There’s no more popular talking point in politics than the decline of America, and the corresponding promise to restore this vaguely defined American strength. A strength that, for entirely different reasons depending on who is talking, has eroded to the point of international and economic helplessness over the course of the last two decades.
This election is an election of fear. The rhetoric surrounding it, on both sides of the aisle, is increasingly pessimistic, increasingly desperate, and increasingly alarming. But instead of calling for evidence or pausing to evaluate the causes of said fear, voters have embraced the urgent negativity. They have taken it and run with it, sending it flying across the Internet and hanging on campaign posters everywhere: “If my candidate isn’t elected, the world is going to devolve into a whirlwind of fire and brimstone and definitive American un-exceptionalism.”
This vague retrospective longing takes away from the actual, feasible problem-solving that should be discussed in debates and speeches. Candidates are so busy trying to articulate what America has lost over the years that they don’t concentrate on dealing with the dilemmas of the 21st century with the tools of the 21st century. But even the longing itself might not be justified.
Perhaps a bit of a historical refresher is necessary. Why must we “Make America Great Again” when it never stopped being great in the first place? America is the leader of the free, peace-inclined world. It is a great experiment in self-government that has produced incredible results: military might, economic prosperity, scientific progress, and international esteem beyond anything its founders could possibly have imagined.
The sophistication and size of our economy is untouchable. There are those who lament the current state of market affairs, but there is no denying that the climb out of the financial crisis of 2008 is well underway. Unemployment is falling and consumer spending is at an all-time high. The rapid growth of China, which some predicted would move the United States into the passenger seat of the global economy, has waned over the last two years, cementing America’s role as the unchallenged leader of the financial world. Look no farther than last year’s desperate Chinese stimulus packages to see the relative steadiness of the U.S. economy. Why, then, the fear?
Beyond economic factors, the supposed terrorist threat undoubtedly contributes to the current environment. There is a belief that, for the first time in our recent history, our oceans cannot protect us from our enemies, nor can the longstanding conflict deterrent of mutually assured destruction. Traditional diplomacy doesn’t seem to work either—the United States doesn’t negotiate with terrorists.
There is no denying this sentiment, but is it legitimate? The number of Americans killed by terrorism every year pales in comparison to just about every other cause of death. Heart disease is the leading killer of Americans, not jihad. In fact, crunching the numbers on American terror deaths shows that it is statistically just as likely that you will drown in your own bathtub as it is that you will be killed in a terrorist attack. By these metrics, however ridiculous, the war on terror, a war conducted largely beneath the surface of American popular knowledge, actually appears to be working.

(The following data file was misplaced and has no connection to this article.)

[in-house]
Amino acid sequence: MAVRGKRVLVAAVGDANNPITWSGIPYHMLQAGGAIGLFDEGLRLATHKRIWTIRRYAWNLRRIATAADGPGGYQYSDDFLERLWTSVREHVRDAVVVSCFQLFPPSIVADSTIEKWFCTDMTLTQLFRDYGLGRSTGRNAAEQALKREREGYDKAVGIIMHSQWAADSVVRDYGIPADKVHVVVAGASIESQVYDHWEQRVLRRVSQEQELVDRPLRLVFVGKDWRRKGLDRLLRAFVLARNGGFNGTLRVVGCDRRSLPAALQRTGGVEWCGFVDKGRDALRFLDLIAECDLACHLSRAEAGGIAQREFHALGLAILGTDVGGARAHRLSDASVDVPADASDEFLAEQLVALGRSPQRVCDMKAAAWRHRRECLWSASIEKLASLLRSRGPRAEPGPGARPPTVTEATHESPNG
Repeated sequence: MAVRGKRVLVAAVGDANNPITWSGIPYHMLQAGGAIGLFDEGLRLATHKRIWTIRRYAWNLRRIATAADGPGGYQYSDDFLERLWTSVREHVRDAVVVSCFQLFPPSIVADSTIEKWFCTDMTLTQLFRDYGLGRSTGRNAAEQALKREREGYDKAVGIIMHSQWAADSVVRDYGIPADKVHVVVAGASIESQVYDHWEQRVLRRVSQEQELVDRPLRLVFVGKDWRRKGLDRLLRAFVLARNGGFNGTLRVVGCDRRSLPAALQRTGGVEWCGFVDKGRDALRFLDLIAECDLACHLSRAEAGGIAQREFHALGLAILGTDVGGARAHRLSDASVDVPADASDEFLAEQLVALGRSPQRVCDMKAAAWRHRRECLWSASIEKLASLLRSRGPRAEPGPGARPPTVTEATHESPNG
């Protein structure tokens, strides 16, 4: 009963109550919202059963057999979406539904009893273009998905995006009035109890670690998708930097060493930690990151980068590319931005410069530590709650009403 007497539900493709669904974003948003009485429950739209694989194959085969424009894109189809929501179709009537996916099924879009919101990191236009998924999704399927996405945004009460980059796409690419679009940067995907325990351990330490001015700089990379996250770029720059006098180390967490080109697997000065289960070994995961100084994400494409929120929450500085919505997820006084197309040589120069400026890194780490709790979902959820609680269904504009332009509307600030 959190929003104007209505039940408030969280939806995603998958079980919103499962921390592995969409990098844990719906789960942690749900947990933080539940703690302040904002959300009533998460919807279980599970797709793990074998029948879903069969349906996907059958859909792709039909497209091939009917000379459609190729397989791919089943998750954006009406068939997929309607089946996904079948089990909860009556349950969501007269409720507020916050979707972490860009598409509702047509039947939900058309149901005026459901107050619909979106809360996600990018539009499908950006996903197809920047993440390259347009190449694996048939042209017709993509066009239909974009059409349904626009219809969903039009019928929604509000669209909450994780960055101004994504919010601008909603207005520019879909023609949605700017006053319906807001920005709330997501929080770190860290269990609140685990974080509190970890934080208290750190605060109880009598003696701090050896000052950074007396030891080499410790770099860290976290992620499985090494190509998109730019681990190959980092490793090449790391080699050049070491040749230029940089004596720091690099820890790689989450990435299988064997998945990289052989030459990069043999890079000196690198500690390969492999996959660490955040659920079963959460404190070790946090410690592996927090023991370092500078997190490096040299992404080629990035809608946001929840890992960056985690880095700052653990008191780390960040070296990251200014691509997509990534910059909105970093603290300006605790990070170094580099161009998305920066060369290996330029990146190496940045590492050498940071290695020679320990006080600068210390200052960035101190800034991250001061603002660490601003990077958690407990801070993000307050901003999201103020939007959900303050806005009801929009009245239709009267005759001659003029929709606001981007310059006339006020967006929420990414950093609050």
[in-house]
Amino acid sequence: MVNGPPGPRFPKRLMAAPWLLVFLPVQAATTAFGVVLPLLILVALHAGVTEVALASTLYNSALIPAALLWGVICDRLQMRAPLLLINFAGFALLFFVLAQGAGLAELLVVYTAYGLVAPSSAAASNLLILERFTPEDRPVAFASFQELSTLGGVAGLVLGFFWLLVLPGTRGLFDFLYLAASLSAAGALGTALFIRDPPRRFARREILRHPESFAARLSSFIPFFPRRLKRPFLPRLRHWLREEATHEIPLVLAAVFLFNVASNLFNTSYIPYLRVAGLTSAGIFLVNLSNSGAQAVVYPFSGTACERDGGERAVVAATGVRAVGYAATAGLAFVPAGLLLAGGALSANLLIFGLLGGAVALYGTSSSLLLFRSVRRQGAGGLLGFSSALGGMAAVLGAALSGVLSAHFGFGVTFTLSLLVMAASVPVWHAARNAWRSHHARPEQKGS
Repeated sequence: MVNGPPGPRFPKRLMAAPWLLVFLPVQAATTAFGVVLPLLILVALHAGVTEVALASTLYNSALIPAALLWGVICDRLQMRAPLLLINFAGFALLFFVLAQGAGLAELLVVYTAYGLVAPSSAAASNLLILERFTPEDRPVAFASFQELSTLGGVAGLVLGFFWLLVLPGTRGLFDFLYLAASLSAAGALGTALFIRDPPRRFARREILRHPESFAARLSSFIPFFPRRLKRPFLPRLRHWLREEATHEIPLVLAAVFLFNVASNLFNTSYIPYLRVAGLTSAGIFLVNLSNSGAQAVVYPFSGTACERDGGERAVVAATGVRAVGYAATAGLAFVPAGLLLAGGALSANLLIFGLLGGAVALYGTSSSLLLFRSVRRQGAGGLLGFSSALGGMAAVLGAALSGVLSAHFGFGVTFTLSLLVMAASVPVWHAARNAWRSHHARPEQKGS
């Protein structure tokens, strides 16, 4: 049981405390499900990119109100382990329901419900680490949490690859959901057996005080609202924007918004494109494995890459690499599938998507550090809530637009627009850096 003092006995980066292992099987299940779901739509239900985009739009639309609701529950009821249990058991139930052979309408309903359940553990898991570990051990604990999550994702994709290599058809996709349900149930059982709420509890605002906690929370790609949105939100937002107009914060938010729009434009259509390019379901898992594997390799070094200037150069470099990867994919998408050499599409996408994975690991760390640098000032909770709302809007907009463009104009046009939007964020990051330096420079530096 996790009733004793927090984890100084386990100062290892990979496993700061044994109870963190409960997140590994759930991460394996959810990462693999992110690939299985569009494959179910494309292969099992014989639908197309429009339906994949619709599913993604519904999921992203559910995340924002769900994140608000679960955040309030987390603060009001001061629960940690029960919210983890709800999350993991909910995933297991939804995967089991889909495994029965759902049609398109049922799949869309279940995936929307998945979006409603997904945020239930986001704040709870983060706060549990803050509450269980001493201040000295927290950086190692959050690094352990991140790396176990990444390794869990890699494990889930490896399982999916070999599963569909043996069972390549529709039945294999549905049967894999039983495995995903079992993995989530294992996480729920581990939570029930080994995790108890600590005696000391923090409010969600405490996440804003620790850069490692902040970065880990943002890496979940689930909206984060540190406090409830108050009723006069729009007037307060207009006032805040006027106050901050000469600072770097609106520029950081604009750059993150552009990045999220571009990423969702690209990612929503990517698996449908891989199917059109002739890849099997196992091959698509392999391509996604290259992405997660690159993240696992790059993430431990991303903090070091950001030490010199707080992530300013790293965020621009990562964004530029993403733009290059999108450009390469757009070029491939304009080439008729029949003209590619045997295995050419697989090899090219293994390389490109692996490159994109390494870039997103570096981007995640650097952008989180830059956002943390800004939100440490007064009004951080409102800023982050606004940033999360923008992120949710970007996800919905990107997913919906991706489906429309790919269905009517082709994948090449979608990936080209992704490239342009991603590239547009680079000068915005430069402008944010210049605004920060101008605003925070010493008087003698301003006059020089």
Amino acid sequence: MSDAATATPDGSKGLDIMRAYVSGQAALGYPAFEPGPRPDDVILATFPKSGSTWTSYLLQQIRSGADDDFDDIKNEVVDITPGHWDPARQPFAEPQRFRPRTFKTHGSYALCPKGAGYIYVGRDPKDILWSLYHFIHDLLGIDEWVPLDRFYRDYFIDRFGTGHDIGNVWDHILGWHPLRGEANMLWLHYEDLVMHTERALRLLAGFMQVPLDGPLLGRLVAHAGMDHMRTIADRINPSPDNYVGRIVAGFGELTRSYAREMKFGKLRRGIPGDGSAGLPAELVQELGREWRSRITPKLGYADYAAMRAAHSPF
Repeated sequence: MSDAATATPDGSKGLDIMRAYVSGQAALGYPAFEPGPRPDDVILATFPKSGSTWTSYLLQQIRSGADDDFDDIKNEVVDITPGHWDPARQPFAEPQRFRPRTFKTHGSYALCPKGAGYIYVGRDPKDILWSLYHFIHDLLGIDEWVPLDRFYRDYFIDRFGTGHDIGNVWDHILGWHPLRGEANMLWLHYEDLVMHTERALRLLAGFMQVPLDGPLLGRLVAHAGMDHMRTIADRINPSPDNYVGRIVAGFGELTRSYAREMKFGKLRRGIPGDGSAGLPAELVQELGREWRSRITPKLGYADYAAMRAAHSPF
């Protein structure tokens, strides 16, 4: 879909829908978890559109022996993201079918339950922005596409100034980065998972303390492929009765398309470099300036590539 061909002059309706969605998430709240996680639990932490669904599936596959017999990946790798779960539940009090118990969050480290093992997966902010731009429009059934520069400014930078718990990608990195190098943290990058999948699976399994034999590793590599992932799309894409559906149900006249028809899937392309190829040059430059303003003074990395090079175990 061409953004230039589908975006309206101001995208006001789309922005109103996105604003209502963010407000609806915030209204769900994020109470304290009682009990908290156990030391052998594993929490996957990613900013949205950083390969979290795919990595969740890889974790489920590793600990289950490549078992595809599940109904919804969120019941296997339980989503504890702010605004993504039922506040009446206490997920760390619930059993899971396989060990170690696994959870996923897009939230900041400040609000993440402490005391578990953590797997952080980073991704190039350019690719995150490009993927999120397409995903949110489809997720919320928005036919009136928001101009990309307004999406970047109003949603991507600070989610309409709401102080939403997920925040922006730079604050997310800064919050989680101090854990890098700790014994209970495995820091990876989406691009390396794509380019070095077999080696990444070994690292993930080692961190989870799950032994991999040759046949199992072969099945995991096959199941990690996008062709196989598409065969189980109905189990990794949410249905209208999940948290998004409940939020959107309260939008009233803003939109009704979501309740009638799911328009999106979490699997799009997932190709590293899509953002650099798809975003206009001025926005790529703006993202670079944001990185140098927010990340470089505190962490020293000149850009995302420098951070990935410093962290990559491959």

But for some reason, it is hard to trace the source of the great American fear, with one exception: the conduits through which it is unleashed—the presidential candidates. Donald Trump rails on and on about America losing to every other country on the face of the earth, claiming he has some non-specific fix somewhere up the sleeve of his designer suit. Ted Cruz offers to carpet bomb the Middle East into oblivion, to a standing ovation. Hillary Clinton and Bernie Sanders like to find monsters closer to home: the amoral right, out to steal your benefits, and the greedy Wall Street CEOs, out to steal your savings. Does anyone, on either side of the aisle, have anything non-terrifying to say? Voters seem to be buying this kind of talk, so why should the candidates stop?
These are troubling times, indeed, or so you would think if you turned on the TV and caught the tail end of a primary debate. Yes, this is an important election, one that will affect the international standing of our nation and potentially some of its economic policies. But, regardless of its outcome, the world is not going to go up in smoke tomorrow.
There are certain damage-control mechanisms written into the Constitution, known commonly as the judicial and legislative branches of government. Our next president will not unilaterally shape the country into a heavy-handed conveyer of his or her worldview.
He or she must work alongside a large system of elected representatives and a network of highly educated appointed judges. For instance, the president needs the approval of Congress to declare war, and any executive order of mass deportation would be subject to the process of judicial review.
The terrorists will still be out there, but the United States military will continue to adapt as quickly as is necessary to counter whatever threats arise. The possibility of fire and brimstone is as unlikely as it ever was and, on top of that, the United States has an unbroken record of success when confronting its fears, and there doesn’t seem to be anything keeping that record from continuing.
So don’t fall into this rhetorical trap. Don’t let the fear of 2016 cast your vote for you.
Featured Image by Craig Ruttle / AP Photo